Leslie Johnson- The Three Elements of Egyptian Society: Liberals, Islamists, and the Military.

t1larg.cairo_.victory.gi_  In this class, we have mainly focused on three elements in Egyptian Society dealing with revolutions: Liberals, Islamists, and the Military. They are all depicted differently when explained by the three different elements; however, the Liberals and the Islamists see the liberals as secularists, the Islamists as either terrorists or extremists, and the Military as an enemy. All three of the elements can be very confrontational groups. They are each in their own way “true believers” who whole heartedly support their own beliefs and are willing to fight in order to make their beliefs the norm in Egypt. Two movies in which these elements play a crucial role in are “Chaos” and “The Terrorist”.
“Chaos” is about a young school teacher, Nour, who is in love with a prosecutor, Cherif, whose mother, Wedad, mentors Nour. Nour, Wedad, and Cherif are the three main characters, but the police officer, Hatem, plays a very important role in this movie as well. “Chaos” mainly deals with Liberals and the Military. For the sake of this blog, I included the police officers and the other authorities as a part of the military. Wedad, Nour, and Cherif would be considered Liberals; however, Cherif is also a part of the military as well. This movie is pretty interesting because of the fact that the police officers are almost always seen as being a negative figure or an enemy in Egyptian movies, but in “Chaos”, they show corrupt police officers, like Hatem and almost all the other officials, and, in addition to the corrupt officials, they show Cherif as a kind, caring, and ideal prosecutor. He isn’t quick to imprison the citizens and he listens to their wants. He also does not imprison people without evidence. I put Cherif in the category of the liberals as well as the military because he is kind and caring which is not a normal adjective describe the military and is more so used when talking about the liberals. Cherif is what the Egyptian military and government want the people of Egypt to believe is really what all of the officials and authorities are like. Unfortunately, Hatem is really what most of the officials and authorities are like, corrupt. He bribes people by giving them what they want and getting them out of jail in exchange for money or whatever else he wants. Nour and Wedad on the other hand are both liberals. They despise Hatem and think he should be removed from his position. They do not conform to the military’s liking, but instead, they speak out against the military. This movie shows two of our three main elements in Egyptian society, but since Cherif is one of the main characters in this movie, “Chaos” strays a bit from most Egyptian films about the revolutions and Egyptian society because he is a kind and caring official in the Military. I think he is included in this movie because they wanted to show that all of the stereotypes about our three elements are not always true. They wanted another view of the military.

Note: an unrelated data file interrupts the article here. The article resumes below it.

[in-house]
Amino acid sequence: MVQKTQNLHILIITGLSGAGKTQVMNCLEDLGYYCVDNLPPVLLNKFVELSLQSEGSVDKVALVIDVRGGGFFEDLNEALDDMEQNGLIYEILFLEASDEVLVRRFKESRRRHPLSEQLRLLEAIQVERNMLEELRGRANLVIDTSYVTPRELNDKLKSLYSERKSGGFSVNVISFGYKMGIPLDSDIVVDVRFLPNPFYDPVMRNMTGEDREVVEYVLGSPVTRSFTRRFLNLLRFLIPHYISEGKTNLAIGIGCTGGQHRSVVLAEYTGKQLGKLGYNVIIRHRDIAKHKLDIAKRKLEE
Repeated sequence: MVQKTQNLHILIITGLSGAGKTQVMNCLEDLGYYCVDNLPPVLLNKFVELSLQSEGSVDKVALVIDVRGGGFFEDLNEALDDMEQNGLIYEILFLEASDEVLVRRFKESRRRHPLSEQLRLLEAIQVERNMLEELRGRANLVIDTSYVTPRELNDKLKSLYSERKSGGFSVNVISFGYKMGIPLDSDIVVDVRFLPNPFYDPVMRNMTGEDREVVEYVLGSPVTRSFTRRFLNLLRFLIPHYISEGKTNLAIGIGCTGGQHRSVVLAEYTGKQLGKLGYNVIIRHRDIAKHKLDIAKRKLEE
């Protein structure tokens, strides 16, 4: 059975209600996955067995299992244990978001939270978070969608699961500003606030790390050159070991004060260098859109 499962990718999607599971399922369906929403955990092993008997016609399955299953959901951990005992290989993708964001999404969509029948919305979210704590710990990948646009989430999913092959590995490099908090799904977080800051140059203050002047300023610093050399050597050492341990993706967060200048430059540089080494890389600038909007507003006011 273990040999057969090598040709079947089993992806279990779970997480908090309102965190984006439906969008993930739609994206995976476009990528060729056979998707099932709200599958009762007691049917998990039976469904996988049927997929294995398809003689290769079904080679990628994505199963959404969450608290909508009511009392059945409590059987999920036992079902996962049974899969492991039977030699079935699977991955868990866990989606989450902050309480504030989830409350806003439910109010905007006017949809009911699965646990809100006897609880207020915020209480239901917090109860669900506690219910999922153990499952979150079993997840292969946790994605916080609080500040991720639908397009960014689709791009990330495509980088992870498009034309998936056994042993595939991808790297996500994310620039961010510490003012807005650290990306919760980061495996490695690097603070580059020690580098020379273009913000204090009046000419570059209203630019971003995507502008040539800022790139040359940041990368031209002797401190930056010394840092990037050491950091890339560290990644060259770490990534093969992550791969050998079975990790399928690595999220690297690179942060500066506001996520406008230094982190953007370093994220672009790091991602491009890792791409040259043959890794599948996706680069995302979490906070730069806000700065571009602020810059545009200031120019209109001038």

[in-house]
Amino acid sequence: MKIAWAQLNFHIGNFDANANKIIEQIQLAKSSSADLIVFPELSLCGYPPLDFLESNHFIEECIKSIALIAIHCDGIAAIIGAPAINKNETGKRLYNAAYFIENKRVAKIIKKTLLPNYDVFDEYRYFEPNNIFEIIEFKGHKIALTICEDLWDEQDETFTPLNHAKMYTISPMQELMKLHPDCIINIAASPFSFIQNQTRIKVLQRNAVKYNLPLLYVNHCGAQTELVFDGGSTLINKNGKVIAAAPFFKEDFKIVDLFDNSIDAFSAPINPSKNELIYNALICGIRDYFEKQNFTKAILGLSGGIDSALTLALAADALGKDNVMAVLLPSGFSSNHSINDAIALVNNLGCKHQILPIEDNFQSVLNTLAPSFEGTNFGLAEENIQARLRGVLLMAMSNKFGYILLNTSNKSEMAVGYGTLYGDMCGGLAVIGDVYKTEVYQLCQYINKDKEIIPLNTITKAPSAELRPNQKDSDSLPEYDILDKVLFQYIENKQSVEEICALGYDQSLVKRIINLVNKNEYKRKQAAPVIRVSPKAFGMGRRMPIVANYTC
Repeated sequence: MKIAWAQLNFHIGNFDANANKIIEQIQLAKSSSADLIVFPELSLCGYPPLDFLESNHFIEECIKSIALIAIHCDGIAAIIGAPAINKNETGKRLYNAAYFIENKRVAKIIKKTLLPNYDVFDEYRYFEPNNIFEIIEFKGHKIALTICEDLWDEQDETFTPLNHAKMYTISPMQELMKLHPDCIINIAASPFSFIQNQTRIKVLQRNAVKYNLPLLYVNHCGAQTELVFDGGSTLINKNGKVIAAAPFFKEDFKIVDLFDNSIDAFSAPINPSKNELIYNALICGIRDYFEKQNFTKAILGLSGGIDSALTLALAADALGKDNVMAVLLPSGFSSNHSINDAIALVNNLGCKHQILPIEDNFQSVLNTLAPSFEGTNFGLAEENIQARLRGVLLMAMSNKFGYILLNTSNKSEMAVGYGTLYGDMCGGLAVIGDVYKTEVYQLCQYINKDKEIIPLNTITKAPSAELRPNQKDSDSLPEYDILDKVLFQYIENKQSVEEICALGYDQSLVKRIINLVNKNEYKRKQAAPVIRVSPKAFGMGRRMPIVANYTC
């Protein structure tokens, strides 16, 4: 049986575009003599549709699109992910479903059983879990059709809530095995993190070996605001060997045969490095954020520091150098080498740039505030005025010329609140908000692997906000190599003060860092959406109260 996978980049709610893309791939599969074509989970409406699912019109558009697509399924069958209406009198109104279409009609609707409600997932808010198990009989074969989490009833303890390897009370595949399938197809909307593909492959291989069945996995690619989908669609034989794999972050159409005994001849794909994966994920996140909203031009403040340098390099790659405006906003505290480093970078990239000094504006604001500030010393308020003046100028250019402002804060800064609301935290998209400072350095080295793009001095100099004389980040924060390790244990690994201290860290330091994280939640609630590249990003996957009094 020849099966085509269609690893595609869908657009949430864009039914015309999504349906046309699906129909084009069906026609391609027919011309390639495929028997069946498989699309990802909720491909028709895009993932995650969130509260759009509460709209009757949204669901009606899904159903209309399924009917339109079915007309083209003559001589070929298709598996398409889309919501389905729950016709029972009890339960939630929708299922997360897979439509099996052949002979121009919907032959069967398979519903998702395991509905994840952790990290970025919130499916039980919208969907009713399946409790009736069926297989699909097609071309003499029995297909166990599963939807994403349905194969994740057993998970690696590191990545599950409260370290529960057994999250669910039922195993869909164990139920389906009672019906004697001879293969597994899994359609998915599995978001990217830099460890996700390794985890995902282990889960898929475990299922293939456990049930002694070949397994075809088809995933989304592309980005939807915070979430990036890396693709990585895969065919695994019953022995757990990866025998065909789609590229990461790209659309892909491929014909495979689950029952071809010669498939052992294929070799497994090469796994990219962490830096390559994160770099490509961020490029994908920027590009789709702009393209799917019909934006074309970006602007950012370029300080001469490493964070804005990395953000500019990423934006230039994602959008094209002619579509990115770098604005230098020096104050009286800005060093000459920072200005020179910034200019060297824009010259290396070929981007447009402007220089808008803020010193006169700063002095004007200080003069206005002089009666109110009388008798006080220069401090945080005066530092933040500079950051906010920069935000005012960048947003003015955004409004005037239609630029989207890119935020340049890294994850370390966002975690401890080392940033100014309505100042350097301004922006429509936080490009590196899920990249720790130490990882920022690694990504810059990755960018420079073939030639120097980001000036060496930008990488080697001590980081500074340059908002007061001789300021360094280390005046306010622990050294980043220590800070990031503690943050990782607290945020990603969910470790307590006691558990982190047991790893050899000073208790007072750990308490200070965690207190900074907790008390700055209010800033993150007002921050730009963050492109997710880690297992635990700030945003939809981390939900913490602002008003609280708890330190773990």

Just as “Chaos” strayed from the typical Egyptian films about the revolutions and Egyptian society, “The Terrorist” does the same thing. “The Terrorist” is about an Islamist, Ali Abdel el-Zaahir, who shoots at a bunch of American tourists on a tour bus and is wanted by the Egyptian Military, which are depicted as being protectors for the people instead of enemies of the people like usual in Egyptian films. Since he was on the run from the military, he found refuge in the home of a liberal family by posing as a professor, but not only did he find refuge with the liberal family, he fell in love with one of the daughters, Sawsan. Even more than “Chaos”, “The Terrorist” is unconventional. “The Terrorist” deals with all three of our elements of Egyptian Society, but focuses on the Islamists and the Liberals. “The Terrorist” depicts what most people, who are not Islamists, think Islamists are like; however, at the end, they make Ali Abdel el-Zaahir seem like a sweet, caring person which is normally the opposite view of Islamists. The family, on the other hand, was sometimes seen as an extreme version of Liberals. Faatin, the younger sister, was the most extreme. She sometimes dressed provocatively and she listened to western, secular music like Michael Jackson. This movie played on many Egyptian stereotypes. It showed the Islamists as terrorists and just people with strong religious views. It also showed the Liberals as people who believe in God, but don’t push their beliefs on other people, like Sawsan, and as people who are a little bit more secular, like Faatin. However, the only group that “The Terrorist” didn’t really dwell on was the Military which was just being depicted as the “good guy”.
I think “Chaos” and “The Terrorist” exploit the stereotypes of these social groups in different ways and for difference purposes, but one way in which they are similar is in the depiction of the role of the family, which is very positive and the one saving grace of people in both films. They used society’s stereotypes of the three elements, but then they added what some of the individuals apart of these groups are actually like. Just as in every group in the entire world, there are going to be good and bad people. I think that is the main message of both movies and our three elements of Egyptian society play a crucial role in most other Egyptian movies.

Bibliography
“Heya Fouda 2007 [ Arabic Movies with English Subtitles ] – هي فوضى.” YouTube. YouTube, n.d. Web. 16 Oct. 2014.

“Adel Emam El Erhabi Complete.” YouTube. YouTube, n.d. Web. 16 Oct. 2014.